We had our first World Snake Day (July 16th) program last summer, and it was a success. It is important for people to learn about snakes and their place in the ecosystem. While there are some dangerous snakes out there, not all snakes are bad.
This summer, we collaborated with the Children’s Department in order to create an all-day Snake Day event with activities for all ages. In addition to the sewing activity, the kids made clay snakes, and Sternberg Museum of Natural History visited the library with some of their snakes.
Click here to learn how I made the snake pillows. It is a good idea to have two sewing machines running, and also schedule participants in groups of four every 20 minutes.
Someone also mentioned making snakes out of old neckties as a good activity, but I haven’t tried that yet. Whatever you do, have a good Snake Day!
This was a new experiment for our Knit & Nosh program. In my experience, knitting and crocheting can be pretty challenging, even for adults. It seems difficult to find projects that take a short time to complete (let me know if you have any). One of the issues is different skill levels. Some people know how to knit and are quite good at it, while other people may be beginners.
The idea with this yarn art project was that it would be challenging enough to keep everyone interested, but not require an advanced skill set. However, this yarn art project turned out to be little more challenging than it appears. While it doesn’t require an advanced skill set, it does require a fair amount of patience.
There are three ways of filling in space used in the above image: layering and cutting (the hills), layering without cutting (the sky), and spiraling (the blue pond areas). Spiraling looks neat, but it is a little more complex than the two other methods because it is easy to unravel your work. It might be possible to use pre-cut yarn, which would make the project easier (the end result would be very different, of course).
It is important to tell the participants to only squeeze out a small amount of glue at a time. If they make a huge puddle, they might get glue on their fingers, which will stick to the yarn.
I found that it is best to use foamcore board, so that the glue doesn’t warp the surface. The picture above was created on cardstock, so it rippled. It is also a good idea to limit the surface area. I handed out 6″X 6″ boards, but they could have been smaller.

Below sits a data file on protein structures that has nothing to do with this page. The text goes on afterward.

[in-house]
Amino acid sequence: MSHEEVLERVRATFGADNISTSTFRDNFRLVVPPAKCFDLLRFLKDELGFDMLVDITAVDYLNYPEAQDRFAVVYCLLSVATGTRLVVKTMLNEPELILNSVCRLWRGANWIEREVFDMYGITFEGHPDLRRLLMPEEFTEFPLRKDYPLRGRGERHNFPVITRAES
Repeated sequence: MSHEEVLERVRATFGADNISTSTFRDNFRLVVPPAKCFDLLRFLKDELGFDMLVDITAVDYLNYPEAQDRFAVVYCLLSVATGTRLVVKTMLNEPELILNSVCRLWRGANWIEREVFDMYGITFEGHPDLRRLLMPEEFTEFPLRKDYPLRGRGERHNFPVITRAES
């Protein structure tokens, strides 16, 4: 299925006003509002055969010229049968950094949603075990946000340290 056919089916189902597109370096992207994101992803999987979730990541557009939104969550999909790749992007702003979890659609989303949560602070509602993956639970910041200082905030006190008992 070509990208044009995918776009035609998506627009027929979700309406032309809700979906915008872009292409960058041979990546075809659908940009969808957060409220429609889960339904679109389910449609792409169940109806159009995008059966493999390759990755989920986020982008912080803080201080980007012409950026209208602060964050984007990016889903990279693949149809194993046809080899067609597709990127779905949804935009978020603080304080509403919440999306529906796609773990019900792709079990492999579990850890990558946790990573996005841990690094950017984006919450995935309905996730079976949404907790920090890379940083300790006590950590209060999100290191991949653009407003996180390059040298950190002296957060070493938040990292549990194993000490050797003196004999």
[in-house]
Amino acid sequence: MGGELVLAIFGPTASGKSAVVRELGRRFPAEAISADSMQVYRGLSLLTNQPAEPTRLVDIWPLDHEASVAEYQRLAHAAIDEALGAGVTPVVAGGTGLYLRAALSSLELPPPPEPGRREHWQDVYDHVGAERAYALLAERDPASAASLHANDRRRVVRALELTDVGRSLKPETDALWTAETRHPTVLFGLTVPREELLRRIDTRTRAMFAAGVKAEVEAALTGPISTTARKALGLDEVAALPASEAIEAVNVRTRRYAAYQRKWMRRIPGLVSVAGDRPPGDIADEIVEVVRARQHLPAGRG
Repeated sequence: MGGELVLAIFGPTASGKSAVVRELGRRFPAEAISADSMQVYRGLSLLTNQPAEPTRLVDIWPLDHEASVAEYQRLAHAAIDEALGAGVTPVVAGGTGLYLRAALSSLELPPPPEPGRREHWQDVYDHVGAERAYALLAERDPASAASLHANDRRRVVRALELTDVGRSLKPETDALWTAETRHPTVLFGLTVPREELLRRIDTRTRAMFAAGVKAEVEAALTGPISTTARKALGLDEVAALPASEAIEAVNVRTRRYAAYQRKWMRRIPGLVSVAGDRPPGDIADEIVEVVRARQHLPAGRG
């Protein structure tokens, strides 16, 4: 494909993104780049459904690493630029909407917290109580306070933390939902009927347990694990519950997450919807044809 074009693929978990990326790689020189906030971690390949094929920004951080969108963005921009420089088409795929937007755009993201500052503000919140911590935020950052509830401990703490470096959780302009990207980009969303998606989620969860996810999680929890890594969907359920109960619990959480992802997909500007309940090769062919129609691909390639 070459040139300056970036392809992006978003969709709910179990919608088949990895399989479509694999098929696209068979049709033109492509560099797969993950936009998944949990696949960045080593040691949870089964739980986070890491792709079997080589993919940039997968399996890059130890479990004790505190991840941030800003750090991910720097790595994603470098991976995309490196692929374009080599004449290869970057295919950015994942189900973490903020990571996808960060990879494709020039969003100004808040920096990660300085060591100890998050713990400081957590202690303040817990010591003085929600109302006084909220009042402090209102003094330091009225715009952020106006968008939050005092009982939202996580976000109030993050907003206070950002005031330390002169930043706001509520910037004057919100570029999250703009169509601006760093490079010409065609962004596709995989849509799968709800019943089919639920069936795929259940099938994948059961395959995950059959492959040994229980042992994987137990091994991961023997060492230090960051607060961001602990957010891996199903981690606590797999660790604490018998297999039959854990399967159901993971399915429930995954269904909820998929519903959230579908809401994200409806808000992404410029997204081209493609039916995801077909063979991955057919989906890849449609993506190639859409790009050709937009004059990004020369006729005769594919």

If you want to have an educational portion of the activity, you can talk about the origins of yarn art.
Splatter painting is something that the teens are always wanting to do with acrylics, and I usually say “No Splattering.” However, it is really enjoyable, and splattering creates fun, spontaneous images. Watercolor is the perfect medium for this activity because it splatters well, but is easy to clean up. We happened to have some leftover liquid watercolor and black ink, which worked out great.
If you want an inexpensive paper, you can cut down cheap poster board and use the mat side. Watercolor paper is a little pricey, but worth it. I was surprised by the speed at which people completed their paintings. It might be a good idea to have lots of extra paper, in case everyone wants to make more than one. In addition, you might want to think of another process to add to increase the complexity. We had straws out so that people could blow on their wet paint to create spidery designs, but collage or stenciling might be fun too.
Last summer an extensive fairy town sprung up one day and dominated the activity room for almost a month. There was a Fairy-Mart and a Fairyot hotel. I wanted to revisit the fairy construction industry, so we had a fairy garden activity. Some materials we used included felt, beads, craft paper, ribbon, white glue, hot glue, and small pots. These were really small fairy cottages with gardens. There were ponds, bridges, and ladders. Note: In order to create a roof like the ones we had, you need to cut a half-circle of felt. Here are the steps using a paper template:
This craft is simple and fun! If you have Popsicle sticks and yarn hanging around, you can easily create Ojos de Dios or God’s Eyes. We used a glue stick to secure the sticks together, then, starting from the middle, we wove the yarn between the sticks. Here is a great site with the directions and some information about the Huichol tribe who create Ojos de Dios as offerings. Most teens made two or three Ojos de Dios, as they planned to give them as gifts. You can also make Ojos de Dios into ornaments during the holidays.
Pinecone Owls are easy to make and super cute! Here is the site that inspired us. Materials we put out included felt, hot glue, markers, wing-shaped stencils, googly eyes, pipe cleaners (owl feet) and pinecones. This craft goes pretty quickly, so you may want to have another felt craft as well. Felt roses or felt creatures might pair well with the owls, or they could always make more than one owl.
Sock Snowmen was a good winter activity. I had a group with a wide range of skill levels, and we were able to complete the craft and have fun. We referred to Danielle’s Place of Activities and Crafts: Sock Crafts for Kids. The directions were very helpful, and there are a lot of other sock creatures to make on the site. 🙂